Like secular lobbies, religious groups have become adept at using emerging technologies to get out their messages: More than eight-in-ten of the groups say they use targeted or mass emails to mobilize constituents. More than six-in-ten were using social networking tools such as Facebook and Twitter in 2009, according to the report.

Other major findings include:

 • About one-in-five religious advocacy organizations in Washington have a Roman Catholic perspective (19 percent) and a similar proportion is evangelical Protestant in outlook (18 percent), while 12 percent are Jewish and 8 percent are mainline Protestant. But many smaller U.S. religious groups, including Baha'is, Buddhists, Hindus, Muslims and Sikhs, also have established advocacy organizations in the Washington area. In fact, the number of Muslim groups (17) is about the same as the number of mainline Protestant groups (16). And the largest category today is interreligious: One-quarter of the groups studied (54) either represent multiple faiths or advocate on religious issues without representing a specific religion.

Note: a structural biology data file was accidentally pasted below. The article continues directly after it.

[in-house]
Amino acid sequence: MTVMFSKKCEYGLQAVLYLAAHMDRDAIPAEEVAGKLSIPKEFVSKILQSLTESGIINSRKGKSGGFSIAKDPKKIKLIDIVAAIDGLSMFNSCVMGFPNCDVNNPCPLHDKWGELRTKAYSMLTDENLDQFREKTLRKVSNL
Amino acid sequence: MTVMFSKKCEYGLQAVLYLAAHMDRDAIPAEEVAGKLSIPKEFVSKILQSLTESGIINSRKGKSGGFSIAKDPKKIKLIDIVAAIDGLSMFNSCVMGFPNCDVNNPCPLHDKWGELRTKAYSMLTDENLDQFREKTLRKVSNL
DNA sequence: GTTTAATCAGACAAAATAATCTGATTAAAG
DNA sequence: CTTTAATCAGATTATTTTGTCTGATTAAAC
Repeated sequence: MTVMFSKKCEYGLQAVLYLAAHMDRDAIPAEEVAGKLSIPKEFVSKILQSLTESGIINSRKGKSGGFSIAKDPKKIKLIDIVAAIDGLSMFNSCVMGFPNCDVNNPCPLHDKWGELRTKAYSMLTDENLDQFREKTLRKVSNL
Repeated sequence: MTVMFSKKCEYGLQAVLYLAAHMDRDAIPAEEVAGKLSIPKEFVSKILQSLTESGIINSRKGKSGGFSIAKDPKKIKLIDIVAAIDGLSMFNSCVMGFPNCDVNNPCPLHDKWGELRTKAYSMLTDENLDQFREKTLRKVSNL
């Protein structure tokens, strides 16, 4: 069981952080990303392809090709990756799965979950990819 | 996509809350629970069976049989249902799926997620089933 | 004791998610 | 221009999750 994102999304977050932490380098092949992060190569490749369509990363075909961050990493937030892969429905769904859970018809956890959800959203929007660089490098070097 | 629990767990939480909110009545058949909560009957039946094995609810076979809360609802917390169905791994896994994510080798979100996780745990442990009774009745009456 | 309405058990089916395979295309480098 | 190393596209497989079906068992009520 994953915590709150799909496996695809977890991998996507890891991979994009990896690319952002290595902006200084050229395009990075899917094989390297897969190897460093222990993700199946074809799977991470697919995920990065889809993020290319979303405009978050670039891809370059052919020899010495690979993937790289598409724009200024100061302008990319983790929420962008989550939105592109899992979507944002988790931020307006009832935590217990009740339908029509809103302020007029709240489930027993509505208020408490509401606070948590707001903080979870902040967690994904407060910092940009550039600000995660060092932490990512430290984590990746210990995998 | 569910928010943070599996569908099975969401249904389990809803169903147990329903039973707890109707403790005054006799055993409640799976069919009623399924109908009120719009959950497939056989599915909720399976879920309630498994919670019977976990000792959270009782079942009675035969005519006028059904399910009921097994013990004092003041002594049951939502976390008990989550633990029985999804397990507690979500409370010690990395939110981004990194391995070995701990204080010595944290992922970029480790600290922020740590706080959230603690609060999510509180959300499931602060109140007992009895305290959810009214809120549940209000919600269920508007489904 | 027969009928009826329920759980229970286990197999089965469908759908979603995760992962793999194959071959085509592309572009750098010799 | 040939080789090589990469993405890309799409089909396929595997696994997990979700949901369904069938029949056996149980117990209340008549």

• The recession in the U.S. economy from late 2007 to mid-2009 seems to have taken a toll on the budgets of many religion-related advocacy organizations. Of the 104 groups for which data on expenditures in both 2008 and 2009 were available, 56 reported that their advocacy spending was lower in 2009 than it had been in 2008. The average decline for the 56 groups was about $500,000. In the same period, 48 groups reported that their advocacy spending rose, with the average increase being about $300,000. Overall among the 104 groups, there was a net drop of about $14 million in total advocacy expenditures during this period.

• More than three-quarters (79 percent) of the groups for which staffing data were available employ 12 or fewer people in the Washington area. More than half (55 percnt) have five or fewer employees.

 

Comments

Mary Kennedy | 11/24/2011 - 7:41am
Would be interesting to see the USCCB expenses broken out by issue